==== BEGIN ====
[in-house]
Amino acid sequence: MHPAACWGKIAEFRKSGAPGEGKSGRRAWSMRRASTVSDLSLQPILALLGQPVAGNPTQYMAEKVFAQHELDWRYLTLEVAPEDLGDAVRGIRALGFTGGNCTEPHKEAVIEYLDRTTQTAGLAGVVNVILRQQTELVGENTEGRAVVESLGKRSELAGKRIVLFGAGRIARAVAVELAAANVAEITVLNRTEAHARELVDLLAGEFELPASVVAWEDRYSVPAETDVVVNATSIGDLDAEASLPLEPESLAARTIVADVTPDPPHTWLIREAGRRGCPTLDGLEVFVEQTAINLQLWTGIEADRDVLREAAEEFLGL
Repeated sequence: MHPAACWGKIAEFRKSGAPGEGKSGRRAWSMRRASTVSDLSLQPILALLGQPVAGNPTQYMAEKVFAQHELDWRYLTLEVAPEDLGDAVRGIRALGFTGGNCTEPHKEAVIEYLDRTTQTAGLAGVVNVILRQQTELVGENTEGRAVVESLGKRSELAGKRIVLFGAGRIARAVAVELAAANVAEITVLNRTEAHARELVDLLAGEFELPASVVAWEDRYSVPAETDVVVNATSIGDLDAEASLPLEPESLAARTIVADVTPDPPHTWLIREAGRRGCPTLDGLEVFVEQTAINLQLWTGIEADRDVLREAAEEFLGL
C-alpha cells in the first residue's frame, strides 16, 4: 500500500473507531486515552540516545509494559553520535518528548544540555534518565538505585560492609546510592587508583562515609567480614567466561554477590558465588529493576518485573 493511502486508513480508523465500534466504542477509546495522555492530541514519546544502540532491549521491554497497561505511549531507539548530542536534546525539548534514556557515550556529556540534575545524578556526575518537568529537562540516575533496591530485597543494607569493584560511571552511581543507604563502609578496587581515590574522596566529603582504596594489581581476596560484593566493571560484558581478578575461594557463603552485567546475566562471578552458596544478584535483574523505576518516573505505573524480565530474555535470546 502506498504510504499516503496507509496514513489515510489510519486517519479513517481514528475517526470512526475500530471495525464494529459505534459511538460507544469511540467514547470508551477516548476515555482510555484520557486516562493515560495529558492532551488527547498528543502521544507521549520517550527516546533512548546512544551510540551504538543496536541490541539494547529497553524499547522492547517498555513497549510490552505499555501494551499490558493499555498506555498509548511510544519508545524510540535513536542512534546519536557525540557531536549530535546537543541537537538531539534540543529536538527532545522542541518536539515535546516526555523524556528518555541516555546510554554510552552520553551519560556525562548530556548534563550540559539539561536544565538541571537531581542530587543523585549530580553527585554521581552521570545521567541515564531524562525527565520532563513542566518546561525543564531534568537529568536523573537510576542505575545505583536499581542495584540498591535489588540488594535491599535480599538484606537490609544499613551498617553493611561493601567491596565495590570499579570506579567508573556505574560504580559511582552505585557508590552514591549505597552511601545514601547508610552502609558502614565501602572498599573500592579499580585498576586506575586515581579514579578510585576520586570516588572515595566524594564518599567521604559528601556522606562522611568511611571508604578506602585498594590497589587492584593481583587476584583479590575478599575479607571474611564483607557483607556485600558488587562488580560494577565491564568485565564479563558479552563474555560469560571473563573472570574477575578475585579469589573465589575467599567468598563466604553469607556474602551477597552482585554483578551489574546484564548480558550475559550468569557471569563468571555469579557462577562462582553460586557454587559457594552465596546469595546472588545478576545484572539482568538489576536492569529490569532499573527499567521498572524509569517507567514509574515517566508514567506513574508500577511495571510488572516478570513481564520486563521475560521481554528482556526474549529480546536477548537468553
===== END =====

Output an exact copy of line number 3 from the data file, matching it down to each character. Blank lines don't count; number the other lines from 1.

Repeated sequence: MHPAACWGKIAEFRKSGAPGEGKSGRRAWSMRRASTVSDLSLQPILALLGQPVAGNPTQYMAEKVFAQHELDWRYLTLEVAPEDLGDAVRGIRALGFTGGNCTEPHKEAVIEYLDRTTQTAGLAGVVNVILRQQTELVGENTEGRAVVESLGKRSELAGKRIVLFGAGRIARAVAVELAAANVAEITVLNRTEAHARELVDLLAGEFELPASVVAWEDRYSVPAETDVVVNATSIGDLDAEASLPLEPESLAARTIVADVTPDPPHTWLIREAGRRGCPTLDGLEVFVEQTAINLQLWTGIEADRDVLREAAEEFLGL